Sunday, 15 March 2015

Asshole Wrangling - Volume 1. 13.03.15

A friend asked me how I deal with difficult people. I thought it was highly peculiar that anyone would ask ME about anything to do with people skills, as I'm about as socialised as a turnip. As she pointed out, though, this had to do with "asshole wrangling," which circumstances force me to do on a regular basis. It also takes one to know - and wrangle - one... So yeah, I can give this a go. Here is my immediate response.

There are a lot of cliches around managing difficult people. A lot of them are based on the assumption that you can either avoid them or enforce consequences upon them. That's beautiful when it's possible, but that's not always the case. In fact, many people are difficult because they know they can safely act out from their position. People who can be shunned, or whose behaviour can be punished by third parties, often learn to self-regulate. Or die alone in their parents' basement. Either way, they are not really a problem.

The real problems are with those difficult people you can't just remove from your life or punish for misbehaving, and know it. Unless you're willing to give up your existing situation to avoid them, all you can do is surreptitiously manage their behaviour whilst ensuring you are not too tempted to smash them in the face with a brick manifest your displeasure in an uncontrolled fashion.

Say I've got a problem with somebody I can't just remove from my life. What I try to do is look at them like ants, basically, and try to work out the mechanics of what is going on:
  • Are there patterns in the behaviour? Does it occur around a set of circumstances? Are those consistent?
  • If I can identify patterns, I try to use them to work out causal relationships. Does circumstance A consistently result in behaviour B? 
  • If I have enough background on the person involved, I can try to work out the underlying reasons for those relationships, but this is not critical. 
The main thing is that I can try to work out methods for trying to avoid the difficult behaviours in the future.

Real-life example. Someone in my wider social circle tends to start uncalled-for, heated arguments and then refuses to de-escalate. By looking at the circumstances of those arguments, I realise that they occur when he is 'challenged' by women or younger men. The causal relationship seems pretty straight-forward: anything seen as a challenge by those groups results in an outburst. I know he comes from a culture where the elderly are respected, and women are subservient. I can then work out that the only way to avoid the arguments is to not offer anything that he can interpret as a challenge.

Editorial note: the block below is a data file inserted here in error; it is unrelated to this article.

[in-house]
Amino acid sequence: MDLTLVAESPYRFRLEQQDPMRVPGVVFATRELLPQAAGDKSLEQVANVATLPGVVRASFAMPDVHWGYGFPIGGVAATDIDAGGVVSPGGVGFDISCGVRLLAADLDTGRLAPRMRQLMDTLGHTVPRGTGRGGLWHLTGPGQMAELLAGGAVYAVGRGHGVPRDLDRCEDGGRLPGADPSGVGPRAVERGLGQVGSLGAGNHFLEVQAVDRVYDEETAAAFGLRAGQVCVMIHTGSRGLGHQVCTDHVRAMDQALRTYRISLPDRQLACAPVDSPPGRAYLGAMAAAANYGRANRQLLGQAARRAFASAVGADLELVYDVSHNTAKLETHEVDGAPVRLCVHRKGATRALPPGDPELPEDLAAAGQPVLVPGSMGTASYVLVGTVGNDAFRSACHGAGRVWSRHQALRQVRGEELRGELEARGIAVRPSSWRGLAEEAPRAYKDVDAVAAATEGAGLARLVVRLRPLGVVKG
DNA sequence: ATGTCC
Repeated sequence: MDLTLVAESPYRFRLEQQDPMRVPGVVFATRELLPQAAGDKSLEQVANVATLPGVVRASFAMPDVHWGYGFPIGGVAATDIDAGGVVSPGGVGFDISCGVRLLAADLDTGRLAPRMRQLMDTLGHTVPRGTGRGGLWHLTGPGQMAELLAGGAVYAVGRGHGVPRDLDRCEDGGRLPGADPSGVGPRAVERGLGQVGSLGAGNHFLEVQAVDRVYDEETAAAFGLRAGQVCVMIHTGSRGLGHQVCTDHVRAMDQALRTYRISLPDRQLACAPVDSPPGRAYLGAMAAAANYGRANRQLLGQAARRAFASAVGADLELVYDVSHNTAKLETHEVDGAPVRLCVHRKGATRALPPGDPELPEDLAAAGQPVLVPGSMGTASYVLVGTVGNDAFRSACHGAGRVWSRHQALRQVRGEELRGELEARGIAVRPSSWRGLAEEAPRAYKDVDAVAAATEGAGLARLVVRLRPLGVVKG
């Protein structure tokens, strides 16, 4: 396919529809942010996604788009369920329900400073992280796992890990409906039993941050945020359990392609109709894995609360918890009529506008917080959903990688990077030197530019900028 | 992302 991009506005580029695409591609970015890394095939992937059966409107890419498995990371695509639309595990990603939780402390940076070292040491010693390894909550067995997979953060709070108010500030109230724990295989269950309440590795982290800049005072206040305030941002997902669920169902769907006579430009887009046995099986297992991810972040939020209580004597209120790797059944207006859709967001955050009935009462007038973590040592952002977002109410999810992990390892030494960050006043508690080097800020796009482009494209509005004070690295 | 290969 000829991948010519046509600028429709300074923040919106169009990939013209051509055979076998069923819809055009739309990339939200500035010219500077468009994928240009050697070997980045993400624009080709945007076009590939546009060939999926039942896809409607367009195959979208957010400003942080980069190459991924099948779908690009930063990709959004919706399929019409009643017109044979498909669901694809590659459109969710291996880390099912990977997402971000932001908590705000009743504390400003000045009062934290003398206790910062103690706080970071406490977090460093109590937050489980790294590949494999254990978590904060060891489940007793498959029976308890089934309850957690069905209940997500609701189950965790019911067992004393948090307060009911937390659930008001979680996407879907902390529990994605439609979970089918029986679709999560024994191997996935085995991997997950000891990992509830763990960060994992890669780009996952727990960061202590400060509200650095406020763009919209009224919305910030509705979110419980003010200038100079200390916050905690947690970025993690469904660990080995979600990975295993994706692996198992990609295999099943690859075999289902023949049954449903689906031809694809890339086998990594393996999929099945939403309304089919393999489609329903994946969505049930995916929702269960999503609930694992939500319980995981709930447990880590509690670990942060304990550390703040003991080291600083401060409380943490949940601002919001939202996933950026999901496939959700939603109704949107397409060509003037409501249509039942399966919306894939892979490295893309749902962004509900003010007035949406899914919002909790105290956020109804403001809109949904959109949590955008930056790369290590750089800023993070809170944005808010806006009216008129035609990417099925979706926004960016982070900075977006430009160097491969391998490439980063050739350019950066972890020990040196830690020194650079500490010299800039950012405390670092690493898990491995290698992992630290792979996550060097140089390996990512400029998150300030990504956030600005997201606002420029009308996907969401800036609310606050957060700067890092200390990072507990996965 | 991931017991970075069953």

This doesn't mean that I have to be meek. I don't have to agree with him when I don't. But I know that, however misinformed he might be, I cannot teach him anything. He is just not able or willing to absorb any information from someone who is both younger and female. Hence, there is no point in me trying. 

Working out the roots of the problem also shows me that there is no point in me trying to de-escalate the eruptions. I am neither willing nor able to give the man what he wants - submission, unearned respect, a return to a world where he is the Big Cheese. All I can do is leave him to vent.

This analytical process also helps me realise that the eruptions are the manifestation of an internal process he's going through. They are not about the people he is erupting at. They are not about me, however personal they may feel when I am at the receiving end of one of them. This allows me to stop myself getting triggered and returning fire in kind, which would only escalate things.

This may in fact be the main benefit of this entire process: while I'm busy working out the mechanism behind the behaviour, I'm not reacting to it. That's a bloody good thing, given that my monkey's just been given just cause to get vexed. Instead of handing the monkey they keys to the bus, I effectively thank it for providing me with useful feedback and ask it to wait for further information. This keeps my triune brain working in harmony, and avoids kerfuffles.

Some folk believe this is too passive. Should I not be doing something to curb this behaviour? Well, do I have either the right or the duty to do so? Is it in fact any of my freakin' business? All the man is actually doing is making a prat of himself in public; he's not endangering people or fluffy animals. I am not the Jackass Whisperer.

Some folk believe this is too judgemental. They can go and boil their heads. "The man is an asshole" is a judgement. "The man starts needless arguments under these circumstances" is a faithful portrayal of a behaviour. Anyone who can't tell the difference has some serious problems, the first one of which may be hypocrisy: they're being judgemental of judgementalism. 

Funnily enough, I've never met anyone at all reluctant to apply this sort of analysis to good behaviours. Everyone is happy as pie to work out the root causes of nice stuff, so they can get more of it. How the same method applied in the same way can be iniquitous in one case and perfectly kosher in the other is somewhat beyond me. But hey, I'm an asshole.


technogypsy said...

You're talking about me, aren't you?

God's Bastard said...